Research higher degree training provides candidates with the opportunity to acquire graduate attributes through a variety of learning experiences that may vary according to the discipline.
- Meeting candidature milestones;
- Preparation of confirmation of candidature documents and seminar presentation and response to feedback;
- Preparation of mid candidature review documents and seminar presentation (if required) and response to feedback;
- Preparation of pre-completion seminar presentation and response to feedback;
- Preparation of thesis chapters and response to feedback;
- Writing and editing manuscripts for publication and response to feedback;
- Contribution to preparation of research tenders and grant applications;
- Preparation of applications to ethics committees;
- Applying for travel scholarships and other grants;
- Working with professionals and peers;
- Supervision and mentoring by supervisory team;
- Participating in and presenting at seminars and/or journal clubs;
- Conference attendance and presentation (oral and poster);
- Providing feedback to the oral presentations of others;
- Opportunities to perform and display work and receive feedback;
- Participation in team work and collaborative projects;
- Assisting supervisors in reviewing journal articles;
- Co-supervision/associate supervision for undergraduate, honours and postgraduate coursework students);
- Co-teaching or contribution to teaching especially with members of supervisory team;
- Opportunities to network with international experts in discipline (for example, conference attendance, interacting with international visitors, international thesis assessors, publishing in international journals);
- Industry/organisational placements or part-time employment;
- Membership of and participation in professional organizations, committees;
- Training opportunities;
- Completion of graduate certificate or graduate diploma in higher education teaching and/or or commercialisation;
- Participation in research skills program and other training courses/workshops/seminars/debates/case studies, for example;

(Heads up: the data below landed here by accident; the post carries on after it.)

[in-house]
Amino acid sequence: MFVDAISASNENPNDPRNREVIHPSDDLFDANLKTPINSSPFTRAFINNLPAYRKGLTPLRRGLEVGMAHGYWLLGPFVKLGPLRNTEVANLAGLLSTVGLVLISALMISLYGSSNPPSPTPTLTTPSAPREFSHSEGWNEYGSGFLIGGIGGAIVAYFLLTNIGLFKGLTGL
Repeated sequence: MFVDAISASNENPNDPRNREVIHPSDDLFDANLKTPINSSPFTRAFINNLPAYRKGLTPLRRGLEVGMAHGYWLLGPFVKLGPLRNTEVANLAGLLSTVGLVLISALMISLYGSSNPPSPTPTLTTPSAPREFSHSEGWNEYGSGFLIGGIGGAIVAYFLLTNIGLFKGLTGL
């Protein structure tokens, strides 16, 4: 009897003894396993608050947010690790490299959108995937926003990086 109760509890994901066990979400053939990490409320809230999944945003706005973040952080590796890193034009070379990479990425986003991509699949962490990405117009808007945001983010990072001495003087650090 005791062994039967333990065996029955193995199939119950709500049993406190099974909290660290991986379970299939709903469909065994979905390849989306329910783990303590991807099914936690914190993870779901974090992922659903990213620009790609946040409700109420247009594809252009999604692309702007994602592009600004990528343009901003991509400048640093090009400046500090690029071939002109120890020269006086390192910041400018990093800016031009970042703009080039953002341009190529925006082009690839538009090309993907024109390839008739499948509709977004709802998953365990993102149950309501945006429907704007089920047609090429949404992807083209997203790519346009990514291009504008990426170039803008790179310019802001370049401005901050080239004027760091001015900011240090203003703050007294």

- AV skills;
- Report writing skills;
- Oral presentation skills;
- Preparation of publications;
- Tutoring skills;
- Lecturing/teaching skills;
- Supervision skills;
- Media presentation skills;
- Advanced library and information search skills;
- Research skills;
- Data analytic techniques;
- Specific technical skills related to thesis area;
- Commercialisation boot camps;
- Ethical and professional issues in the discipline;
- Career planning, CV writing, job applications and interviews.
These attributes have been informed by the corresponding attributes produced by the University of Queensland and the former attributes approved for JCU in the context of JCU’s Strategic Intent.
NOTE: Printed copies of this policy are uncontrolled, and currency can only be assured at the time of printing.
Date for next Major Review (in accordance with the Policy Handbook)
NOTE: A minor amendment will not result in a change of the next major review date.
Approval date - the date the approval authority approved the establishment, minor or major amendment or disestablishment
Implementation Date - the date the policy was published in the Policy Library and is the date the policy takes effect
Changes made to reflect headline restructure 30/04/2018.
|Quality, Standards and Policy|
|17-1||19/01/2017||27/01/2017||Minor amendments to align with current organisation structure and current delegation practice||Quality, Standards and Policy Officer|
Policy sponsor and approval authority amended to reflect approved policy framework.